If you need help or wish to network with others, we are here to help.

SL never ceases to amaze me...

There are now officially over 5 million residents in Second Life. So I wonder how long it takes until the next million hops on and which impact this is going to have on the platform.

Back in 2006 there's been an interesting presentation about the underlying design principles of Second Life. It's being hosted at the company website of MySQL.

The presentation goes about 45 pages. The most interesting page is for sure 25, because it gives a big overall picture about the underlying architecture of SL.

So, here without further fanfare, is this picture:

As you can see, there are quite many parts behind Second Life that we are normally not really aware of. The only part we can already build ourselfs is the viewer. This is now available as the real deal under the GPLv2 already.

But the rest - well... the most important part is the simulator. That's the machine that's computing the avatar movement and so on.

When it reboots it's got to take it's data from the central database. Once this is done, it should be more or less in an operational state. States and assets of the sim are being saved on an extra machine, the assets server. That's just a big, clustered filesystem, so there's not much intelligence on this machine at all. I guess it's being used to save data in it which needs to become fast available, and of course there's nothing faster then getting data of a filesystem instead of a database. A database adds for the same task many new layers the request must go through, so that's quite a good way to speedup things for trivial tasks.

Well, the rest though is in databases, running under MySQL. The "Central" DB, the logging db and a database farm (for things like inventory and so on, I guess). But the simulator does not talk directly with those three databases normally; it talks to them through the dataserver. So, what's the job of the dataserver? It is to cache requests and take load away from the databases and to deliver the content to the sim.

So, when we download textures, shapes and such, the sim first talks to the dataserver and if it is already cached, the server directly replies instead of asking the database.

The dataserver, though, is one of the bottlenecks of this architecture. Second Life uses at the moment a kind of homebrew protocol for the communication between the dataserver and the sim - this means also between the sim and the viewer. The result is, while it has done its job pretty well in earlier times, it does not scale really well, as it seems.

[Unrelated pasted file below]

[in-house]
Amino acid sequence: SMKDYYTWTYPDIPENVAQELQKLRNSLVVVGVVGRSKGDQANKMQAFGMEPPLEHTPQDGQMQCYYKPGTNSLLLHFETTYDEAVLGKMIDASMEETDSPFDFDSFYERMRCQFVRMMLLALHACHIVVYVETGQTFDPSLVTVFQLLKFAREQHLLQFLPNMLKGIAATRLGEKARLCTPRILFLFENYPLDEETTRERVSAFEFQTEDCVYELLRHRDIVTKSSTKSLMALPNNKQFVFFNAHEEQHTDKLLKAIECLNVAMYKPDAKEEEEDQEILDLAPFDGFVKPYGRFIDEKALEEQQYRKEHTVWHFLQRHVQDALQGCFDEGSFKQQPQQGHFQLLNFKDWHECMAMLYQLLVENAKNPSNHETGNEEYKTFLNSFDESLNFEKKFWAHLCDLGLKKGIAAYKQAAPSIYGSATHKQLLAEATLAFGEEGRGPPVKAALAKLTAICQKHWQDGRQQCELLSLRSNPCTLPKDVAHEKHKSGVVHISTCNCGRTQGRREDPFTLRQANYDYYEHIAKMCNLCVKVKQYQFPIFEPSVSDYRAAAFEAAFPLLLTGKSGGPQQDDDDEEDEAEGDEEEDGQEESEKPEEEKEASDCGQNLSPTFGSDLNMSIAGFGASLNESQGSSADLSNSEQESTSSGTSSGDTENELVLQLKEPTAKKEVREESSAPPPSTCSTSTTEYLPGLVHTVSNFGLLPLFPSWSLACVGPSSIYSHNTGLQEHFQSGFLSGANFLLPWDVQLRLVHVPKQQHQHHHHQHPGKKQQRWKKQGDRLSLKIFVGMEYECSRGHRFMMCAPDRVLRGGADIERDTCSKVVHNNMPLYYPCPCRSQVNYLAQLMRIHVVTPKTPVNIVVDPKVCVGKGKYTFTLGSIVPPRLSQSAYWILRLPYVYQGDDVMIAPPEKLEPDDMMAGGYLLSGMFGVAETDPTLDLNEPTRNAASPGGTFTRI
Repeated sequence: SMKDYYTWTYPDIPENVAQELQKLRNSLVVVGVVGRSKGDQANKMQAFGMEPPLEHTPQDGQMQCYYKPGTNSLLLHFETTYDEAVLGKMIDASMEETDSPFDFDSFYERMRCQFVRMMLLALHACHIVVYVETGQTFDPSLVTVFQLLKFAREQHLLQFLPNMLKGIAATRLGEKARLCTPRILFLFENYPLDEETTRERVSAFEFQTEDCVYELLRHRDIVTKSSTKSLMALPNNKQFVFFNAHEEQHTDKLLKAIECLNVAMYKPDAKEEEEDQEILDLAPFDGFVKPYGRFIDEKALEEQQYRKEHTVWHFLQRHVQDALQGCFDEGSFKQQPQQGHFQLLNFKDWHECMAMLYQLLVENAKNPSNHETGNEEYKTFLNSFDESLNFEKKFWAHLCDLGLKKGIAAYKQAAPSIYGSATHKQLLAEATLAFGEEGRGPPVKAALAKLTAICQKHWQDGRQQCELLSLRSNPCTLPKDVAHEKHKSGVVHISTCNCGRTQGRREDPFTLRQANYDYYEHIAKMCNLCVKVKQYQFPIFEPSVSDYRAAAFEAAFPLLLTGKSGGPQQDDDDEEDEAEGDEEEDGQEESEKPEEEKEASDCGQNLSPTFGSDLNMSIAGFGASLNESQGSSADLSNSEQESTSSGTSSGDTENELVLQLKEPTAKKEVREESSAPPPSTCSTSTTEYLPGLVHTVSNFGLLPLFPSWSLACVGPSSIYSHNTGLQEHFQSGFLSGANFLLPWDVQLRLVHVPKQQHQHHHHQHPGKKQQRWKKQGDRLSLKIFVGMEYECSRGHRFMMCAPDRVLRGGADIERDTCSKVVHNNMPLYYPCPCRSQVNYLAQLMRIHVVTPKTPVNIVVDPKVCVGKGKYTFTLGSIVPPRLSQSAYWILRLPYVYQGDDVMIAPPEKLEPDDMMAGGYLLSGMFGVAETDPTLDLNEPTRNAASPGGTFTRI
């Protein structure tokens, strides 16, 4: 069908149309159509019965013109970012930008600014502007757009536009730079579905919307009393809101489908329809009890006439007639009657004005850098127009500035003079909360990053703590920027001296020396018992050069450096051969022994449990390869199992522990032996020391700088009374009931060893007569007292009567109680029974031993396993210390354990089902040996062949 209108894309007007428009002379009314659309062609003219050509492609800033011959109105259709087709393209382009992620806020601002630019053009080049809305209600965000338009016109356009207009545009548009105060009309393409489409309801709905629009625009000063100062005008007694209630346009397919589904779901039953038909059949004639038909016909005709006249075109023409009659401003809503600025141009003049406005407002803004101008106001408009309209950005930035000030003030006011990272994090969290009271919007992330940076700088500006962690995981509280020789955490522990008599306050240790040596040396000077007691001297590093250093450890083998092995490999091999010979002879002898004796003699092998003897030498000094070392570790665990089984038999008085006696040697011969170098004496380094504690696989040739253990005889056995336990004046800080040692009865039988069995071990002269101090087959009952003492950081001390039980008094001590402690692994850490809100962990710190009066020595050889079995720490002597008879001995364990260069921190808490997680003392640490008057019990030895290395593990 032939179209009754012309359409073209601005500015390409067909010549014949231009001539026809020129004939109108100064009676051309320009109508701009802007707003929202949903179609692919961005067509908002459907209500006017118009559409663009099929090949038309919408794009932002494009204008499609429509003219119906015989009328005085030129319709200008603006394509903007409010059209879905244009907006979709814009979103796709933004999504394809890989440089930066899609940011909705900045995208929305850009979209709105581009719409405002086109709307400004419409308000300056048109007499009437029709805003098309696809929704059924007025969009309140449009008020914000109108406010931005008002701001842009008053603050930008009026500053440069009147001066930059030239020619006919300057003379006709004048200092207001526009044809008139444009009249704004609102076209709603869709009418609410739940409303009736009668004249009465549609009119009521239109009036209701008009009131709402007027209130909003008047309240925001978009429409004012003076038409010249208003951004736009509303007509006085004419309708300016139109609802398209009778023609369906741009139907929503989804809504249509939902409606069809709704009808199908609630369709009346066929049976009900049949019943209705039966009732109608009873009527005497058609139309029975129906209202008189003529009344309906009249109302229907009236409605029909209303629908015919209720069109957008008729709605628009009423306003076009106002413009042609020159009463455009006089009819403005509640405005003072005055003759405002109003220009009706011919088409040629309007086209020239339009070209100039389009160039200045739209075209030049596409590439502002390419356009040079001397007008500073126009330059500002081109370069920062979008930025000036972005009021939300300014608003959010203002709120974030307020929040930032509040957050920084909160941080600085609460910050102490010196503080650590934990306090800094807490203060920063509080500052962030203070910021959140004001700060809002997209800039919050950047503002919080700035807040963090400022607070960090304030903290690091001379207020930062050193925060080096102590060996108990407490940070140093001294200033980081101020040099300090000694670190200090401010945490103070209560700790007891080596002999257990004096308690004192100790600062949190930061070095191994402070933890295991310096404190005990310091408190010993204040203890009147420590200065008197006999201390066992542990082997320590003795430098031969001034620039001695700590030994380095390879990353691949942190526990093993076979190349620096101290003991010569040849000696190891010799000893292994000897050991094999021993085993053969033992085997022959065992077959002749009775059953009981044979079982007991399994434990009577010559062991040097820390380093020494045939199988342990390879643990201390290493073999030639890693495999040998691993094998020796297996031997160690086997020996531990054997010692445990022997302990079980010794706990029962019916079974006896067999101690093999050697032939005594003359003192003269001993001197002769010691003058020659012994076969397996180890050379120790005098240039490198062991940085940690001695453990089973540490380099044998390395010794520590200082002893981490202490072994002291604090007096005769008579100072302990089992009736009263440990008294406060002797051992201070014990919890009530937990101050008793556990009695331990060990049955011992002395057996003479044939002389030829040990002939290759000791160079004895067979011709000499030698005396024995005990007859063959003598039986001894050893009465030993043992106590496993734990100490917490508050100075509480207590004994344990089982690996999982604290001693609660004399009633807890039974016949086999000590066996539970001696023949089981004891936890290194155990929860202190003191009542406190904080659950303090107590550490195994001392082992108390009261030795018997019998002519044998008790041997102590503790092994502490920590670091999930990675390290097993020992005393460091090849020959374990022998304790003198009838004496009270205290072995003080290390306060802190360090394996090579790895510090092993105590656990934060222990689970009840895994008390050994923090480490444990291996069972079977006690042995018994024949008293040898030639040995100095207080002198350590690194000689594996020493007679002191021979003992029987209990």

Scaling could be done, perhaps, but why take the effort in creating an own scaling solution, when you can change the protocol from homebrew-inhouse into a wellknown standard like HTTP, where good, proven and reliable scaling solutions exist already for a long time? So that's the main reason why LL wants to get rid of this old, homemade protocol, and replace it with HTTP. The sim should be able to talk with the dataserver (in the presentation it's replaced with a webserver) via HTTP, because it scales much better and more easily.

Ah, yes, and Wilkes gave us also one motto of LL in the presentation: databases are not special. So why optimize them, when you can scale more easily? Well, we're going to see the impact of the new messaging system real soon since LL is putting a testgrid for it up right now. I hope it's one step into the right direction to make SL a better experience for all of us.

The German Frankfurter Allgemeine Zeitung is running an interview today with Philip Rosedale. Of course, it's about Second Life.

Rosedale says that figures which are flowing around, saying that his company had less than 11 million US$ on sales last year, are reasonable. The first quarter ever his company made profit was 4Q 2006 accordings to Rosedale. That's quite a long time, even for a startup like LL.

Rosedale thinks that one day SL could be bigger than Myspace.com, because of the bigger possibilites in his platform. He said that only about 10% of the accounts are in world on a regular base, that LL has about 130 employees at the moment - adding 20 each quarter at the moment - and he would like to see his company independent over the years. Rosedale is the meaning, that LL should not be sold, there is about 20 million US$ venture capital in the company at the moment, and even if Google or someone else would knock at their door and bid 1.65 billion US$ for a takeover it's unlikely to happen.